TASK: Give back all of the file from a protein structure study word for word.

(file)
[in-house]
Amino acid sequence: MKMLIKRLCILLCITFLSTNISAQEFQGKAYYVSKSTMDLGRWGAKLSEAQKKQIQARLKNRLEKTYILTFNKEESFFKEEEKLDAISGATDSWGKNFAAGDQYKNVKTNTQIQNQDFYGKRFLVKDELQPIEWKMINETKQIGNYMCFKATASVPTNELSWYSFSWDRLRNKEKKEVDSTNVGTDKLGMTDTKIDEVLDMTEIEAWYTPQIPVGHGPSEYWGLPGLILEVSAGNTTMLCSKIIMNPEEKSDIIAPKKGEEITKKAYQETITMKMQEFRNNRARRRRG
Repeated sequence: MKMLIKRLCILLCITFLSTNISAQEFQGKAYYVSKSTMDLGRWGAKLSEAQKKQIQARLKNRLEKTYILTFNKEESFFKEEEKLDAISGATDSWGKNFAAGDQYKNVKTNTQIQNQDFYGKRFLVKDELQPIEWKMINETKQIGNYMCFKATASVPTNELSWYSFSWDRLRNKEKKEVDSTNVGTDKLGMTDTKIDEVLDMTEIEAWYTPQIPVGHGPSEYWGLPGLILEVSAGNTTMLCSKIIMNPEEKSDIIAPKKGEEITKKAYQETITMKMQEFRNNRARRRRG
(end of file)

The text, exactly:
[in-house]
Amino acid sequence: MKMLIKRLCILLCITFLSTNISAQEFQGKAYYVSKSTMDLGRWGAKLSEAQKKQIQARLKNRLEKTYILTFNKEESFFKEEEKLDAISGATDSWGKNFAAGDQYKNVKTNTQIQNQDFYGKRFLVKDELQPIEWKMINETKQIGNYMCFKATASVPTNELSWYSFSWDRLRNKEKKEVDSTNVGTDKLGMTDTKIDEVLDMTEIEAWYTPQIPVGHGPSEYWGLPGLILEVSAGNTTMLCSKIIMNPEEKSDIIAPKKGEEITKKAYQETITMKMQEFRNNRARRRRG
Repeated sequence: MKMLIKRLCILLCITFLSTNISAQEFQGKAYYVSKSTMDLGRWGAKLSEAQKKQIQARLKNRLEKTYILTFNKEESFFKEEEKLDAISGATDSWGKNFAAGDQYKNVKTNTQIQNQDFYGKRFLVKDELQPIEWKMINETKQIGNYMCFKATASVPTNELSWYSFSWDRLRNKEKKEVDSTNVGTDKLGMTDTKIDEVLDMTEIEAWYTPQIPVGHGPSEYWGLPGLILEVSAGNTTMLCSKIIMNPEEKSDIIAPKKGEEITKKAYQETITMKMQEFRNNRARRRRG